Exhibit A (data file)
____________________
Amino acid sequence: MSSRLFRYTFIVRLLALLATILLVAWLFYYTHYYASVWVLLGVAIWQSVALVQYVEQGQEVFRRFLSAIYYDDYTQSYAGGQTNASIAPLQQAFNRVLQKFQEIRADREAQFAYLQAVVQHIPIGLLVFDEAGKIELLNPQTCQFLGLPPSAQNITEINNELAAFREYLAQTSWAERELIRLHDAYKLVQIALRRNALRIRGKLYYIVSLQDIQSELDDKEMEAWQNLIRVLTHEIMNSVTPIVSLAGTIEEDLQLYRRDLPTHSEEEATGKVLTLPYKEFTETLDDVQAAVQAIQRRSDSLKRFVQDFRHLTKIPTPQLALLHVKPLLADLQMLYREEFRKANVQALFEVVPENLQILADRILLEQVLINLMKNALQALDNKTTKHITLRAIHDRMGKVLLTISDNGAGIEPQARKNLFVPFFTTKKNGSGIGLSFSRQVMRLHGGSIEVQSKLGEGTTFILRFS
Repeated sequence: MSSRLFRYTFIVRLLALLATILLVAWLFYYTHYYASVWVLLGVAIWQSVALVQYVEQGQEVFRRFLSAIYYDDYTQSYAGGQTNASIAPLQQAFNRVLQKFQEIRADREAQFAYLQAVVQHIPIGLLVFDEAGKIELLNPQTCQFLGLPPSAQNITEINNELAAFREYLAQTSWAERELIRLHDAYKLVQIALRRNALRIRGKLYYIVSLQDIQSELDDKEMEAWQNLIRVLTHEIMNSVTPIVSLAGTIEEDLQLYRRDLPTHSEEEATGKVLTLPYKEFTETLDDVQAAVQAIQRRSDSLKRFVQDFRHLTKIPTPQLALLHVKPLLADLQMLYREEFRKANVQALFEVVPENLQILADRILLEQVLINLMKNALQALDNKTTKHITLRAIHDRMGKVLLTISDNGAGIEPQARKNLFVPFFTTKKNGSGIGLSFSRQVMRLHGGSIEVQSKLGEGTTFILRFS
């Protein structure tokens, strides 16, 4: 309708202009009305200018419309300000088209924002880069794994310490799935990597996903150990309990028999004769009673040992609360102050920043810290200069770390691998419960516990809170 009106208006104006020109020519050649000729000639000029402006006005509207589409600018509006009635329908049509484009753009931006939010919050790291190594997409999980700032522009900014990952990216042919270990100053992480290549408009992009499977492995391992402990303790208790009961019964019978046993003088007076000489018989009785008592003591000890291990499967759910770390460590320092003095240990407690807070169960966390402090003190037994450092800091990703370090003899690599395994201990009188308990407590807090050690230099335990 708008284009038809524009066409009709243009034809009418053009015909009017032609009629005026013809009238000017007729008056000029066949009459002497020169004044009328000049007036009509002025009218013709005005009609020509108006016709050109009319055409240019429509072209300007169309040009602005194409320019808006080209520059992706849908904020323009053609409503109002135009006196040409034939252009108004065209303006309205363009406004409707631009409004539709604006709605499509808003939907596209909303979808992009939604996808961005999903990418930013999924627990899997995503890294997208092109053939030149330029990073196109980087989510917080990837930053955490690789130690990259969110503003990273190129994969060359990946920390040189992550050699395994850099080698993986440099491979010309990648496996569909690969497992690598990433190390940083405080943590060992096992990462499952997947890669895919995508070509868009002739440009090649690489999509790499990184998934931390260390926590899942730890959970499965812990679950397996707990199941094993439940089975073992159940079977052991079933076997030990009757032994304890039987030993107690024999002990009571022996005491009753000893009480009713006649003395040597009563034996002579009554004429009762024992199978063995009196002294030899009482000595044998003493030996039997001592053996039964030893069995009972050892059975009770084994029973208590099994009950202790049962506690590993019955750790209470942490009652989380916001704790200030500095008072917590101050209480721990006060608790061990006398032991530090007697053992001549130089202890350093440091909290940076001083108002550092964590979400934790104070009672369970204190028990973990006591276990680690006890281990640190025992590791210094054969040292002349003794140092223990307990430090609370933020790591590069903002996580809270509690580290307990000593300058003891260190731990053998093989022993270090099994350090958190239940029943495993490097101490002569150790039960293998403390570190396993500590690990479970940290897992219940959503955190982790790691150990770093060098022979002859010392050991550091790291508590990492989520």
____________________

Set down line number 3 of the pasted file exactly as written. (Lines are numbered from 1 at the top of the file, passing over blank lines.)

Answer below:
């Protein structure tokens, strides 16, 4: 309708202009009305200018419309300000088209924002880069794994310490799935990597996903150990309990028999004769009673040992609360102050920043810290200069770390691998419960516990809170 009106208006104006020109020519050649000729000639000029402006006005509207589409600018509006009635329908049509484009753009931006939010919050790291190594997409999980700032522009900014990952990216042919270990100053992480290549408009992009499977492995391992402990303790208790009961019964019978046993003088007076000489018989009785008592003591000890291990499967759910770390460590320092003095240990407690807070169960966390402090003190037994450092800091990703370090003899690599395994201990009188308990407590807090050690230099335990 708008284009038809524009066409009709243009034809009418053009015909009017032609009629005026013809009238000017007729008056000029066949009459002497020169004044009328000049007036009509002025009218013709005005009609020509108006016709050109009319055409240019429509072209300007169309040009602005194409320019808006080209520059992706849908904020323009053609409503109002135009006196040409034939252009108004065209303006309205363009406004409707631009409004539709604006709605499509808003939907596209909303979808992009939604996808961005999903990418930013999924627990899997995503890294997208092109053939030149330029990073196109980087989510917080990837930053955490690789130690990259969110503003990273190129994969060359990946920390040189992550050699395994850099080698993986440099491979010309990648496996569909690969497992690598990433190390940083405080943590060992096992990462499952997947890669895919995508070509868009002739440009090649690489999509790499990184998934931390260390926590899942730890959970499965812990679950397996707990199941094993439940089975073992159940079977052991079933076997030990009757032994304890039987030993107690024999002990009571022996005491009753000893009480009713006649003395040597009563034996002579009554004429009762024992199978063995009196002294030899009482000595044998003493030996039997001592053996039964030893069995009972050892059975009770084994029973208590099994009950202790049962506690590993019955750790209470942490009652989380916001704790200030500095008072917590101050209480721990006060608790061990006398032991530090007697053992001549130089202890350093440091909290940076001083108002550092964590979400934790104070009672369970204190028990973990006591276990680690006890281990640190025992590791210094054969040292002349003794140092223990307990430090609370933020790591590069903002996580809270509690580290307990000593300058003891260190731990053998093989022993270090099994350090958190239940029943495993490097101490002569150790039960293998403390570190396993500590690990479970940290897992219940959503955190982790790691150990770093060098022979002859010392050991550091790291508590990492989520």